Festivities generally start mid-May and wind down in mid/late September

Late august & September are prime harvest season for grapes and many local fruits
Highest number of religious festivals & related celebrations

There is usually one village / town celebrating their patron saint somewhere on the island – just ask around
Pace of travelSlow(er) pace possible and more enjoyable

Often have trails all to yourself

Less frequent options but lower stress (reservations, air, car, ferry)
Very enjoyable pace

Less stress (reservations, air, car, ferry)
Busy, busy, busy

Requires advance planning / reservations for just about everything  
Overall value for money *** ***** **
  SummaryLeast expensive but be prepared to adjust for inclement weather with a Plan B or carry-on with proper clothing and foot gear

Best option to connect with the locals

Very good value

Often better weather than “winter” months

Allows for a slow(er) pace of travel

With premium pricing, this is good when you have a limited travel window

Be prepared for delays, crowds and wait lines due to the higher volume of tourists

Should have better weather BUT in the Azores the weather is always a surprise  

The bottom line is it depends… on what you want to experience!

Let us know what which travel season you prefer, and which of the considerations are most important for you.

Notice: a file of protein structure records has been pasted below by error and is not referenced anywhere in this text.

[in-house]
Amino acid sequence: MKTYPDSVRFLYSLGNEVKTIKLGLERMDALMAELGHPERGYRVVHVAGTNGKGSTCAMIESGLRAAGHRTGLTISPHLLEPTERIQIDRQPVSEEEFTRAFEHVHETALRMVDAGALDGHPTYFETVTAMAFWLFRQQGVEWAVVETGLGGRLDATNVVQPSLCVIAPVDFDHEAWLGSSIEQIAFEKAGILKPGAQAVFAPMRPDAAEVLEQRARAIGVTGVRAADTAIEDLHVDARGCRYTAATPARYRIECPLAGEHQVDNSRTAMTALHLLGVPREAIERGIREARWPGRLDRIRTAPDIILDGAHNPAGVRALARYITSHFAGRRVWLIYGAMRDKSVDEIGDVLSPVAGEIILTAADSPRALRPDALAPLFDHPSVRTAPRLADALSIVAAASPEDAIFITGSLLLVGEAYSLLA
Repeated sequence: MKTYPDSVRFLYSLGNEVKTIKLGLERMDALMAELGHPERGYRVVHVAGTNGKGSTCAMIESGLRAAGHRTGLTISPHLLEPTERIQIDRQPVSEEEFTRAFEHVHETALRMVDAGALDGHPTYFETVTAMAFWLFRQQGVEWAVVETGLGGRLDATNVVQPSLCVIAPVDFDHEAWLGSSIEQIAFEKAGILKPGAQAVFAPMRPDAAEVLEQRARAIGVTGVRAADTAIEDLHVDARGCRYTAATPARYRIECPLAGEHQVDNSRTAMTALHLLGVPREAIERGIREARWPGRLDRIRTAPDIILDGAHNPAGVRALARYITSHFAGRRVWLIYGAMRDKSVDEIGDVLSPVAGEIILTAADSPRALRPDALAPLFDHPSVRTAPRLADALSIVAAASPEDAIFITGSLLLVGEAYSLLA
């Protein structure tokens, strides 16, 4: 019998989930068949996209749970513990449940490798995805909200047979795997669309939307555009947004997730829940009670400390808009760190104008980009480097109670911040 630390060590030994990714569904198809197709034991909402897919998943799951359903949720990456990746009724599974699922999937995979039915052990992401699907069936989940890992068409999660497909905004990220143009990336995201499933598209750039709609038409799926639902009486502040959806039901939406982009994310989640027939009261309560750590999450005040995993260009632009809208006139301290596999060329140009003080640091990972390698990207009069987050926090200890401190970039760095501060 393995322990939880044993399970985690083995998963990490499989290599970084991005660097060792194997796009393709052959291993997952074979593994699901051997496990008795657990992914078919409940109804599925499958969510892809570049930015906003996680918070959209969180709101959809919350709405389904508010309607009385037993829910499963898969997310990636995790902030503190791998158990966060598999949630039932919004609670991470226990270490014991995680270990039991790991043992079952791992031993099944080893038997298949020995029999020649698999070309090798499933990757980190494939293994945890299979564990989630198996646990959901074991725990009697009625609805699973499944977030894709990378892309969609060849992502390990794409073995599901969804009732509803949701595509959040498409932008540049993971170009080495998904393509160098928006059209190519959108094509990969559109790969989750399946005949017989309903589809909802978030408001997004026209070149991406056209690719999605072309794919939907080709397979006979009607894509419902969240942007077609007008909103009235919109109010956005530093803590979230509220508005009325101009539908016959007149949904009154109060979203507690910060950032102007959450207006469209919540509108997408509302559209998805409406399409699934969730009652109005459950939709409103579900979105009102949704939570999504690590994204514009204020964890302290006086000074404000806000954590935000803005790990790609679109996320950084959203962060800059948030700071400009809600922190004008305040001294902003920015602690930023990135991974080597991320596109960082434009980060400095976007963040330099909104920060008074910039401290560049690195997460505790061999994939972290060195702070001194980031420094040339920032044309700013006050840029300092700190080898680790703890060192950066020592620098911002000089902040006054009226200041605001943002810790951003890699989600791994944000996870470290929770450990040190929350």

Here’s any interesting side story….

As an example of how what might have been a dreary day turned into one of the more memorable hikes that Celeste and I have done. This goes back to mid-December 2016. We were on S. Jorge Island and had planned to go on one of the nicer hikes on the island to the Caldeira do Senhor Santo Cristo. When we left the hotel in the morning the weather was not great but good enough for a hike. We packed a few extra items just in case it rained and off we went. When we arrived at the start of the trail it started to rain heavily so we decided to wait a few minutes to see if the rain would let up a bit. After 5-10 minutes, it slowed to a drizzle and we decided to carry-on with the plan. We had a couple of umbrellas, windbreakers, a bottle of local wine, sweet bread and fruits – what more could we need? We seriously considered turning around a couple of times because there was so much water coming down from the cliffs that it created several streams of water that ran across the trail. Instead of turning around, we took off our socks and shoes, rolled up the pants and continued through the water. Once across, we dried off a bit put the shoes and socks back on and kept on going. We were rewarded with waterfalls that we had never experienced during the summer (because they dry up due to the lack of rain). Although it continued to rain and drizzle for most of the day, this turned out to be one of the most memorable hikes that we’ve done. We still talk about it today. Would we do it again – absolutely! The rain is now a distant memory but the experience lives on!